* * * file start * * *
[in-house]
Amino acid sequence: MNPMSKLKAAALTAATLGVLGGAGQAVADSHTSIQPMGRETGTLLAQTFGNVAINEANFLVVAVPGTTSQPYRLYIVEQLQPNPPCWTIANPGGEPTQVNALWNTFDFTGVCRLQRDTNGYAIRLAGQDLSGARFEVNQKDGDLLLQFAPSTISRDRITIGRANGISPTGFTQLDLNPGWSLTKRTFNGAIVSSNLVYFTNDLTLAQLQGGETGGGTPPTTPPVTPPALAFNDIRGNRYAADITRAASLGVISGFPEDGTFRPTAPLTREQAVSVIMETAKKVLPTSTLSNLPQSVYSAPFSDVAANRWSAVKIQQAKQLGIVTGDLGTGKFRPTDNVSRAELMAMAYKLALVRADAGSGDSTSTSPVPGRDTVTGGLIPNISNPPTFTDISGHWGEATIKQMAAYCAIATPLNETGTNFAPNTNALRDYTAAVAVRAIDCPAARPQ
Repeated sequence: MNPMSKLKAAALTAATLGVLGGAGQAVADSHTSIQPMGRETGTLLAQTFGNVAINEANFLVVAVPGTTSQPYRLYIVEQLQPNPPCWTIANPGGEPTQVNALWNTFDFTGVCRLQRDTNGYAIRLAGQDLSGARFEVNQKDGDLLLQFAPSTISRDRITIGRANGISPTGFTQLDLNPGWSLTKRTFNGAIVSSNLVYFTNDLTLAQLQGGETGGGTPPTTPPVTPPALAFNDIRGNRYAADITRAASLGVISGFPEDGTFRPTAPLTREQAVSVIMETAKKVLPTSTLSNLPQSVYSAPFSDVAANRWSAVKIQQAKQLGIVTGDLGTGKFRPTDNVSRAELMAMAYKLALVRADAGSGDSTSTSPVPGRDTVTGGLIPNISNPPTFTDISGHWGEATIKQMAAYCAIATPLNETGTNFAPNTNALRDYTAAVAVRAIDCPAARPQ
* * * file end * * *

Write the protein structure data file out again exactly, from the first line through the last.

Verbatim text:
[in-house]
Amino acid sequence: MNPMSKLKAAALTAATLGVLGGAGQAVADSHTSIQPMGRETGTLLAQTFGNVAINEANFLVVAVPGTTSQPYRLYIVEQLQPNPPCWTIANPGGEPTQVNALWNTFDFTGVCRLQRDTNGYAIRLAGQDLSGARFEVNQKDGDLLLQFAPSTISRDRITIGRANGISPTGFTQLDLNPGWSLTKRTFNGAIVSSNLVYFTNDLTLAQLQGGETGGGTPPTTPPVTPPALAFNDIRGNRYAADITRAASLGVISGFPEDGTFRPTAPLTREQAVSVIMETAKKVLPTSTLSNLPQSVYSAPFSDVAANRWSAVKIQQAKQLGIVTGDLGTGKFRPTDNVSRAELMAMAYKLALVRADAGSGDSTSTSPVPGRDTVTGGLIPNISNPPTFTDISGHWGEATIKQMAAYCAIATPLNETGTNFAPNTNALRDYTAAVAVRAIDCPAARPQ
Repeated sequence: MNPMSKLKAAALTAATLGVLGGAGQAVADSHTSIQPMGRETGTLLAQTFGNVAINEANFLVVAVPGTTSQPYRLYIVEQLQPNPPCWTIANPGGEPTQVNALWNTFDFTGVCRLQRDTNGYAIRLAGQDLSGARFEVNQKDGDLLLQFAPSTISRDRITIGRANGISPTGFTQLDLNPGWSLTKRTFNGAIVSSNLVYFTNDLTLAQLQGGETGGGTPPTTPPVTPPALAFNDIRGNRYAADITRAASLGVISGFPEDGTFRPTAPLTREQAVSVIMETAKKVLPTSTLSNLPQSVYSAPFSDVAANRWSAVKIQQAKQLGIVTGDLGTGKFRPTDNVSRAELMAMAYKLALVRADAGSGDSTSTSPVPGRDTVTGGLIPNISNPPTFTDISGHWGEATIKQMAAYCAIATPLNETGTNFAPNTNALRDYTAAVAVRAIDCPAARPQ